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A pandemic house party from Gary Shteyngart in ‘Our Country Friends’

Author Gary Shteyngart.TONY CENICOLA/NYT

How are writers handling the pandemic? For many of us, sheltering in place has been more than a physical imperative. In March 2020, as COVID swept the globe, we found ourselves frozen as projects — including book tours — were canceled and creativity itself stopped cold by the uncertainty and the fear.

For Gary Shteyngart, however, the pandemic provided an opportunity to write what he apparently has been longing to tackle for years: a Russian house party-style comedy of manners. It is his characters who are stuck, stranded away from their homes and careers and ultimately out of time.

His setup, in “Our Country Friends,” evokes Chekhov, if not Boccaccio. The Russian-born novelist Sasha Senderovsky and his psychiatrist wife, Masha, have invited their urban friends to their country compound to wait out the plague. Their guest list includes two of Sasha’s old high school buddies — the app developer Karen, and Vinod, a failed writer — as well as the wealthy and cultured Ed and Dee, the latter one of Sasha’s former students and a newly minted literary celebrity. To top off the country escape, which also includes the Senderovskys’ apparently neuroatypical 8-year-old daughter Nat, they have also invited the Actor, a Hollywood golden boy with whom Sasha has been collaborating on a screenplay.

The multiethnic group — Vinod’s family came from India, Ed and Karen are Korean American, and Nat is adopted from the Russian-Chinese city Harbin, while Dee is very conscious of her American Southern roots — are all dealing with their own existential dilemmas and intersecting relationships. Despite his generosity, Sasha is teetering on the brink of financial failure. The project with the Actor is his last best bid for solvency. Karen, meanwhile, is unnerved by her sudden success, the result of an app that makes people fall in love, which is not a problem for Vinod, whose unrequited love for the tech whiz is common knowledge. Add in the emotional baggage of these first- and second-generation immigrants and the wild cards — Dee and the Actor, who is nameless until the final pages — and the stage is set for the kind of satire the Russian-born Shteyngart usually excels at.


Except that nothing much happens. For long periods of the book, which spans the first six months of the pandemic (touching on later months at the very end), “Our Country Friends” evokes the pandemic in tone as well as time. People wander around the Senderovsky compound, eating and drinking and waiting for relief from the constant low-level fear and growing boredom. One of the group’s interminable, if amusing, conversations shifts the balance slightly when the Actor tries out Karen’s app, falling hard for Dee. Because the app essentially “makes” people fall in love by mirroring their own emptiness back at them, it functions as a trigger for all their insecurities, notably pulling the Actor off balance.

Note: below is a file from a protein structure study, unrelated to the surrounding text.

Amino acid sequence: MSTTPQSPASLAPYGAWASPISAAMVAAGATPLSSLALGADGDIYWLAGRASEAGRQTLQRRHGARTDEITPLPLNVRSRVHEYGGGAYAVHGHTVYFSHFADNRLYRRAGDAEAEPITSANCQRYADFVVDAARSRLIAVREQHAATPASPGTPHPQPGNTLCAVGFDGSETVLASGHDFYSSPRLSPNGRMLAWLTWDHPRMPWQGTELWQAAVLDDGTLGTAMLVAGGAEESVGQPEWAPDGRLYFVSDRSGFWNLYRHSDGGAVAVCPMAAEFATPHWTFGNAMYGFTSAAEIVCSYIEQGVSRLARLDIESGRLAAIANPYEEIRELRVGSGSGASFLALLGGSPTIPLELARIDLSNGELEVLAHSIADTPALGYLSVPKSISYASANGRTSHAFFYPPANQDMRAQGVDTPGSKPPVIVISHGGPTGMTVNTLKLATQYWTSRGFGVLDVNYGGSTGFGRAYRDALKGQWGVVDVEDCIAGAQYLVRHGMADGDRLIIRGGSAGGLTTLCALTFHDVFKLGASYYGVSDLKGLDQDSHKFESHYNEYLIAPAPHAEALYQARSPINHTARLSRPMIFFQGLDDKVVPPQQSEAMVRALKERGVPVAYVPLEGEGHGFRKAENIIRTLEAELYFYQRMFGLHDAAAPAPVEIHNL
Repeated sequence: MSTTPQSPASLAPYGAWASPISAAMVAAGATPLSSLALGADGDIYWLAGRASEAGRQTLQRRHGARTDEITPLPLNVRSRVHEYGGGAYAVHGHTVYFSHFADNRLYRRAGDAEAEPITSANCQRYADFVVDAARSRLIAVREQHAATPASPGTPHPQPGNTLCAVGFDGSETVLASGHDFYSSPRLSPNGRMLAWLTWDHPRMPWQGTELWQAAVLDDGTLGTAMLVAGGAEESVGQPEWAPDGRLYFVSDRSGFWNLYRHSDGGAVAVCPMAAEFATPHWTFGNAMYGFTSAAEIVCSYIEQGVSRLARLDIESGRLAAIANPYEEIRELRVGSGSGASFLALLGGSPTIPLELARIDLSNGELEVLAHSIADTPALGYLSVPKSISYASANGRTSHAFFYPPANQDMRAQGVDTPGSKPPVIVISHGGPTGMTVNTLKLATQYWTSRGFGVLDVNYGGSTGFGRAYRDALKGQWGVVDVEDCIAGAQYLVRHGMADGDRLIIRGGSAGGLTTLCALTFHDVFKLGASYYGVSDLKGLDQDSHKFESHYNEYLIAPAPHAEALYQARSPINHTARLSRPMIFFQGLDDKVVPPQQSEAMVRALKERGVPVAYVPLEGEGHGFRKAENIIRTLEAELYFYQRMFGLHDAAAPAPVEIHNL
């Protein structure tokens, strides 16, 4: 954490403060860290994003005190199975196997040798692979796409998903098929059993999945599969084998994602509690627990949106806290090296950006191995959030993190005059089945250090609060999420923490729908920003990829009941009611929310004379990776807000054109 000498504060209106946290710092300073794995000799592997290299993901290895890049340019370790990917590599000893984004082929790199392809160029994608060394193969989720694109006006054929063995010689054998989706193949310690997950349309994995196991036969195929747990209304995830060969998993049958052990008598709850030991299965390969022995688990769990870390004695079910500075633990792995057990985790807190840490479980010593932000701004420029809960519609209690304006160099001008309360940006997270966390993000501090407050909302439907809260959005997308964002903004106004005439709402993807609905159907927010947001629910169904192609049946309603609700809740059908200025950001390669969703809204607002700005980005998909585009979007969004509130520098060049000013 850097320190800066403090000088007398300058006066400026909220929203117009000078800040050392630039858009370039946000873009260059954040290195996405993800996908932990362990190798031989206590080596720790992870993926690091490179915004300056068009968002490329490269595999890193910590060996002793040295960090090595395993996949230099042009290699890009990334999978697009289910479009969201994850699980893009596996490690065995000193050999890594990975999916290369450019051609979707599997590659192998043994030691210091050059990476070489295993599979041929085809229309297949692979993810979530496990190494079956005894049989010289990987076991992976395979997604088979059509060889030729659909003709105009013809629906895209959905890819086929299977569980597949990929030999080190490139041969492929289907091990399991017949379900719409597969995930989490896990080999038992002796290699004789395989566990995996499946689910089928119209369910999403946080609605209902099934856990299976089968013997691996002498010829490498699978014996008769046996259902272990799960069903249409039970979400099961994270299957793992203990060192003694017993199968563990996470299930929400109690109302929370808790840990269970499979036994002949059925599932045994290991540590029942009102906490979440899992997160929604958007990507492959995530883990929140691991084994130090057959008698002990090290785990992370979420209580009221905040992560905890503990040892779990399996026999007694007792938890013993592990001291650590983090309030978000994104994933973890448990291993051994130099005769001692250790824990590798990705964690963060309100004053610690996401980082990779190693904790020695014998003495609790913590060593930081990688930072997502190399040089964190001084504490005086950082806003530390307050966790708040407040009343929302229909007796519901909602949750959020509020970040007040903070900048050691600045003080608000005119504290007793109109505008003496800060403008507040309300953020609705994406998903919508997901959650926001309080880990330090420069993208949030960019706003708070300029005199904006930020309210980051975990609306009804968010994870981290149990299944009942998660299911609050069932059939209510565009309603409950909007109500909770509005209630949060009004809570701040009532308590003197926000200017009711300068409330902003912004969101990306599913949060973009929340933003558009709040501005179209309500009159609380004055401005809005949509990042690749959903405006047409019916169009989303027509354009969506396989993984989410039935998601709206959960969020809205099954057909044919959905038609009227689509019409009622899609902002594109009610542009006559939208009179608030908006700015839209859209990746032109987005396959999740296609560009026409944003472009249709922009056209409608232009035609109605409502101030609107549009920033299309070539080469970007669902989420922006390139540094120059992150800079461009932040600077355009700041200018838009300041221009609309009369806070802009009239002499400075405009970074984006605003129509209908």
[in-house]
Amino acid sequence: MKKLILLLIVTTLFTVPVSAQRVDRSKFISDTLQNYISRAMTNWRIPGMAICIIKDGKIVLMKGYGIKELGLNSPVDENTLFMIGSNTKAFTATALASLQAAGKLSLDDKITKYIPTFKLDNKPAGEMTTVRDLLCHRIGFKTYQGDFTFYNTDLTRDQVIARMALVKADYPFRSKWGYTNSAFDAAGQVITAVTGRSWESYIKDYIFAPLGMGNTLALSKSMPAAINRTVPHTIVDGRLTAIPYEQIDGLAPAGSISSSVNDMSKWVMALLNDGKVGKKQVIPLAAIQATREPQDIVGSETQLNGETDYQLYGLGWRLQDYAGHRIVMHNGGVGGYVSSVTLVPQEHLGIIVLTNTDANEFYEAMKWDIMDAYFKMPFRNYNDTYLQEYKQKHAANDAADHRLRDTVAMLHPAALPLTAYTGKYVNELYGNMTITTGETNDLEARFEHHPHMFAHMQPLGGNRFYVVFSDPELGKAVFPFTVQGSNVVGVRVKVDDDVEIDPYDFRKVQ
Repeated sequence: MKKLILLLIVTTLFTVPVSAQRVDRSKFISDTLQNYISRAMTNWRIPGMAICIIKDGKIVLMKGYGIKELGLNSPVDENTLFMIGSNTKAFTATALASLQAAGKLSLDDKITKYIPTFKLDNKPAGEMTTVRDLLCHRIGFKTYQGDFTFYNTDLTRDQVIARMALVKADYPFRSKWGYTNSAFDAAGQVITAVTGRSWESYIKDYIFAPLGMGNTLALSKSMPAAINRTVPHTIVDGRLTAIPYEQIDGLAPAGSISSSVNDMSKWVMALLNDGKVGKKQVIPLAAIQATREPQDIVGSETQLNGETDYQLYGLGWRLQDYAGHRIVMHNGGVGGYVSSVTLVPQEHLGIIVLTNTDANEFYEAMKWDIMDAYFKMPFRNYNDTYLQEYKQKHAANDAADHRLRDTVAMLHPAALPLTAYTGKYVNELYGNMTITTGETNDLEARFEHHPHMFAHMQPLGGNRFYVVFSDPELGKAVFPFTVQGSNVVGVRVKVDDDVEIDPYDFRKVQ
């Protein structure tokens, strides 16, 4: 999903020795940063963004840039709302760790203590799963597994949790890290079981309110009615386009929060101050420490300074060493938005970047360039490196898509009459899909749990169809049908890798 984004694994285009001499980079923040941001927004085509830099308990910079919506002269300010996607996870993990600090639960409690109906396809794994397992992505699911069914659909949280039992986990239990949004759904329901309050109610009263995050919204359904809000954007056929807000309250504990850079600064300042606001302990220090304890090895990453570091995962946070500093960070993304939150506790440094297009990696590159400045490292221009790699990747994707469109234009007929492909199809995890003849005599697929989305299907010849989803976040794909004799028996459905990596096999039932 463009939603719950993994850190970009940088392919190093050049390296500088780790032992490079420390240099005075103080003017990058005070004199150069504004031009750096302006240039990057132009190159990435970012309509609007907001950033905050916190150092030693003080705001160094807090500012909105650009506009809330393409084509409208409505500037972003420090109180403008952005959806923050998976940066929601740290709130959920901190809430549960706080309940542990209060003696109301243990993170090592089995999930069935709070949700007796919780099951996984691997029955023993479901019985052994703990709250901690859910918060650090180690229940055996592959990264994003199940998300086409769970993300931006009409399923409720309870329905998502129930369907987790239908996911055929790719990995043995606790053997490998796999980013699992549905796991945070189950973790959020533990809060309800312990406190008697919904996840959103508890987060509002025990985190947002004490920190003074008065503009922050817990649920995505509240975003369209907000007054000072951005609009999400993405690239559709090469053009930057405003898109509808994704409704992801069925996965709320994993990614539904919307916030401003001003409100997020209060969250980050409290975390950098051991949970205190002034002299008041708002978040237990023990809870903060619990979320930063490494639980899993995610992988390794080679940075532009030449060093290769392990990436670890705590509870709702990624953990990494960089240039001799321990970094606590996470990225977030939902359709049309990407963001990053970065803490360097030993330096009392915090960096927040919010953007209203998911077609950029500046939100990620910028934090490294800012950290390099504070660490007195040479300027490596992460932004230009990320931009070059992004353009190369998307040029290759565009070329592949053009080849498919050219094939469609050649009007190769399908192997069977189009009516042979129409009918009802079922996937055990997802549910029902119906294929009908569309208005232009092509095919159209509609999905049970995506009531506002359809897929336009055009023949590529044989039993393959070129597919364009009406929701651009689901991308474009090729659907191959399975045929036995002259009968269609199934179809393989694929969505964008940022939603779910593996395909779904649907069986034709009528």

However, this catalyst, when it comes, feels as artificial as that romance, as if Shteyngart were desperate to break through his own pandemic ennui. It’s not as if Shteyngart hasn’t been having fun with his characters. In fact, much of the timely humor comes in his mixing of their external and internal realities, as a casual bird watcher notices “a party of starlings sheltering in place within a dead elm.” But it is flip and wearying.


The book comes most alive when it delves deeper, touching on the fear beneath the laughs. While COVID is foremost in everyone’s minds, the virus wakes other, older concerns as well. Senderovsky is acutely aware of the nativism of his rural area, and sightings of a black pickup truck make the Russian Jew fear a contemporary pogrom, while Vinod, Karen, and Dee find themselves confronting their feelings about their own success — or lack thereof — as the days drag on. Only Nat seems content, her adoration of the K-pop band BTS finding an outlet in Korean lessons with Karen, but this attachment inevitably induces jealousy from Masha. Life is imperfect, or, as one character notes: “He had to think like a character in a Chekhov play, forever taunted by desires but trapped in a life much too small to accommodate the entirety of a human being.”

While Shteyngart openly evokes Chekhov throughout — he also has the Actor stage a production of “Uncle Vanya” — he ultimately shifts the book into “Decameron” territory. The virus creeps in, and while COVID is not Boccaccio’s Black Death, it introduces the reality of mortality even in this beautiful, secluded world. On the brink of disaster, the author finally lets his snark slide for vividly depicted fever dreams and observations of this beauty: a “mysterious” bird, “singing … not a love song, exactly, but a rendering of his life and worth, as a beast of this earth, as a parent, as a lover, as a migrant, as a bird.” As one character notes: “No play could compete with the sight of a lone gray squirrel sitting on a high branch delivering an anxious monologue to no one in particular.” The paralysis is broken, as are we all, by death. While that makes life more precious in retrospect, it also shows up the hollowness of so much of that earlier humor, as witty as it may have been.


Clea Simon is the author, most recently, of “Hold Me Down.” She can be reached at www.CleaSimon.com.

Our Country Friends

Gary Shteyngart

Random House, 336 pages, $28